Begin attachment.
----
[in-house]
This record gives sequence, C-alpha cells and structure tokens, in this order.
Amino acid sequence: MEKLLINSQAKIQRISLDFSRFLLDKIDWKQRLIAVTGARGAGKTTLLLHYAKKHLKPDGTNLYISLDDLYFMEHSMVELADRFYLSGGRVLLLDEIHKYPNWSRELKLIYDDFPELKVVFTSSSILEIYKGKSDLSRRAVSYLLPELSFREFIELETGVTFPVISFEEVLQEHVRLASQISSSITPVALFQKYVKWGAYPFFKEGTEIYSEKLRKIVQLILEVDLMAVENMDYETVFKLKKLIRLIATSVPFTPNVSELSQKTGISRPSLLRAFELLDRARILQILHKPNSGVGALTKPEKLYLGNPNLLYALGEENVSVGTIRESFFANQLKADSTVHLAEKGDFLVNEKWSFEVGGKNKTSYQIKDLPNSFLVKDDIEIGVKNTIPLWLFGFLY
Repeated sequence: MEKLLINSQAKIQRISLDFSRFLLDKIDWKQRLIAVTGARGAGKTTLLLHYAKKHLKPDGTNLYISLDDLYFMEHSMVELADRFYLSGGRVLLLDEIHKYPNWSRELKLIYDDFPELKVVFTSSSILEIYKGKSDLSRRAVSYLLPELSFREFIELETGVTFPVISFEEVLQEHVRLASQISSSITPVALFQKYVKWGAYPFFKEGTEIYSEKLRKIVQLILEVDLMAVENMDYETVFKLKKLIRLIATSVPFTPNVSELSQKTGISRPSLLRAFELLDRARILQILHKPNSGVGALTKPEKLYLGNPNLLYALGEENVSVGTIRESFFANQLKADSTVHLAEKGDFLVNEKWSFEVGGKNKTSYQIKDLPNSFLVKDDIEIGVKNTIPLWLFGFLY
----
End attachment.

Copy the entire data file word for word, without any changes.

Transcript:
[in-house]
This record gives sequence, C-alpha cells and structure tokens, in this order.
Amino acid sequence: MEKLLINSQAKIQRISLDFSRFLLDKIDWKQRLIAVTGARGAGKTTLLLHYAKKHLKPDGTNLYISLDDLYFMEHSMVELADRFYLSGGRVLLLDEIHKYPNWSRELKLIYDDFPELKVVFTSSSILEIYKGKSDLSRRAVSYLLPELSFREFIELETGVTFPVISFEEVLQEHVRLASQISSSITPVALFQKYVKWGAYPFFKEGTEIYSEKLRKIVQLILEVDLMAVENMDYETVFKLKKLIRLIATSVPFTPNVSELSQKTGISRPSLLRAFELLDRARILQILHKPNSGVGALTKPEKLYLGNPNLLYALGEENVSVGTIRESFFANQLKADSTVHLAEKGDFLVNEKWSFEVGGKNKTSYQIKDLPNSFLVKDDIEIGVKNTIPLWLFGFLY
Repeated sequence: MEKLLINSQAKIQRISLDFSRFLLDKIDWKQRLIAVTGARGAGKTTLLLHYAKKHLKPDGTNLYISLDDLYFMEHSMVELADRFYLSGGRVLLLDEIHKYPNWSRELKLIYDDFPELKVVFTSSSILEIYKGKSDLSRRAVSYLLPELSFREFIELETGVTFPVISFEEVLQEHVRLASQISSSITPVALFQKYVKWGAYPFFKEGTEIYSEKLRKIVQLILEVDLMAVENMDYETVFKLKKLIRLIATSVPFTPNVSELSQKTGISRPSLLRAFELLDRARILQILHKPNSGVGALTKPEKLYLGNPNLLYALGEENVSVGTIRESFFANQLKADSTVHLAEKGDFLVNEKWSFEVGGKNKTSYQIKDLPNSFLVKDDIEIGVKNTIPLWLFGFLY